About a year ago I saw a post about a United Methodist clergy pilgrimage to Spain to walk a portion of the Camino de Santiago. I wanted to go but there were two major obstacles:
- I’m not clergy.
- I was leaving one job without another one lined up yet and I was fairly certain I wouldn’t have the vacation time to go.
So, I let the idea go.
In December at a holiday party, I overheard my mom say she planned to walk the Camino and my ears perked up. I asked more questions and realized this was the trip I wanted to go on. She said they had more spots and I should ask if I join the group. Brad fully supported the idea, the money was available and this was a once-in-a-lifetime opportunity to go with my mom. So, I asked the leader if I could go and he said yes. One obstacle down!
Although I have a significant amount of paid time off at my new job, I didn’t think there was any way my supervisors would approve me taking off three weeks before I was in the job a year. However, I asked and they said yes. Second obstacle overcome!
Now back to the question: why the Camino?
In many ways this feels like the completion of my sabbatical in 2016. It took me almost two months to settle into the time set apart. I struggled with my identity – who am I if I’m not working full time? Who am I if people don’t need me? How do I get the most out of each moment and not waste this time I’ve been given? It was actually quite stressful for a while. But, I began to let go and settle into my “enoughness” without working all the time or feeling like the youth ministry was all dependent on me. And, as soon as I began to feel comfortable with my sabbatical, I got a call from my doctor telling me about my infertility.
The last month of my time away was lived moment by moment, hour by hour. I was in shock and disbelief; I was heart-broken. I was no longer focused on the purpose of my sabbatical – to let go, discern and plan next steps in my career. Instead I just wanted to stare at the TV all day or sleep or cry. I delayed my return to work which upset some people. I didn’t immediately take on some of the work I said I would when I returned and that frustrated some people. The end of my sabbatical was painful and I never really felt like I had closure.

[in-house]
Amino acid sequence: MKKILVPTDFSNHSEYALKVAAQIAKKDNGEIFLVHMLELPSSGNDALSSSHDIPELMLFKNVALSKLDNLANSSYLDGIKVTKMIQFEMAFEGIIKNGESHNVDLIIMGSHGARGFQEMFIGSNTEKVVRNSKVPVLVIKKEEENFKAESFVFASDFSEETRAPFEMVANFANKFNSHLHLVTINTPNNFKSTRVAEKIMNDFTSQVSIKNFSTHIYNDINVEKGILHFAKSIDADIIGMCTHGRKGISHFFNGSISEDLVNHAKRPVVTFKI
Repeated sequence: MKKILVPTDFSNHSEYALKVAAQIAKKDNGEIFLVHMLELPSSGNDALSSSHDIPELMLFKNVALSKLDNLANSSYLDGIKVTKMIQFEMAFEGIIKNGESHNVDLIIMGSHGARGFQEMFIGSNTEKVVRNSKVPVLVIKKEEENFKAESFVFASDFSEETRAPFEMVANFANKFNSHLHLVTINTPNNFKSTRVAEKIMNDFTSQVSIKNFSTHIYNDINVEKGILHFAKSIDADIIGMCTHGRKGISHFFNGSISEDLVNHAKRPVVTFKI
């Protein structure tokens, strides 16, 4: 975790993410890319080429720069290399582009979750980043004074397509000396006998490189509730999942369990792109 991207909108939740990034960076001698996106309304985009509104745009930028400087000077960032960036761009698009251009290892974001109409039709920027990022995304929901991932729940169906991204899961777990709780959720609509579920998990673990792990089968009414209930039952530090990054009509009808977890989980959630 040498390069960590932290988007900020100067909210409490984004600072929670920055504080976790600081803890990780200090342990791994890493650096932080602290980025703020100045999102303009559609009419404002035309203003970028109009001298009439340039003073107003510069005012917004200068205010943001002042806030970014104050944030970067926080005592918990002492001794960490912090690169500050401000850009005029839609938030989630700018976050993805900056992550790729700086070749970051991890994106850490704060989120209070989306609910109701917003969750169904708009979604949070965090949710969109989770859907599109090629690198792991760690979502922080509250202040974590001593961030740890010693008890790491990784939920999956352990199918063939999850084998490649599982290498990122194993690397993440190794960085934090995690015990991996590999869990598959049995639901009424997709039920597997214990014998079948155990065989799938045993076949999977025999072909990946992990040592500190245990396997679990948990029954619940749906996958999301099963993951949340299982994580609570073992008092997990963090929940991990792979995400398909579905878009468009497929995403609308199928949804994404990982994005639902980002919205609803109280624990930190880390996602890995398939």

I’m hoping my time walking in Spain will provide that closure. I’m hoping hours of walking will provide more healing. I’m hoping time with my mom, clergy and strangers along the way will be part of the closing conversations I wish I had during the last month of my sabbatical.
I’m not expecting the Camino to be magic pill that fixes everything – although I do hear that the Camino provides what you need along the way. I’m not expecting my grief to disappear. However, I am expecting to walk every day and during those walks, I am expecting to feel at peace with the moment I’m in. The focus of my days will be: wake up, eat, walk, eat, stop, shower, eat, sleep. It almost seems too simple. Surely there must be more than that…but I’m not sure there is. I’ll be returning to the basics, which is where I often long to be.
I long for a space where I only need a few items of clothes. I long for a space where I just need one kind of soap. I long for a space where aside from walking, my only other options are read, write, listen, and talk (and eat!). I long for simplicity.
I love my life and my home and my “things” but at times it all feels like too much. An opportunity like walking the Camino allows me the opportunity to let go of all of those things for a time without forcing my husband or dog to do the same. This opportunity allows me the open space I crave.
I don’t know how I’ll be changed when I return from the Camino, but I know I’ll be changed in some way. I don’t have any expectations on what that will look like. Unlike my sabbatical, this time I’m able to let go a little sooner. I’m able to let myself follow the Way and experience it with each step I take. The Camino doesn’t start in a week when I land in Spain – it started in December when I said yes to going. I’ve already learned so much – I can’t imagine what might be in store for me when I do arrive in Spain.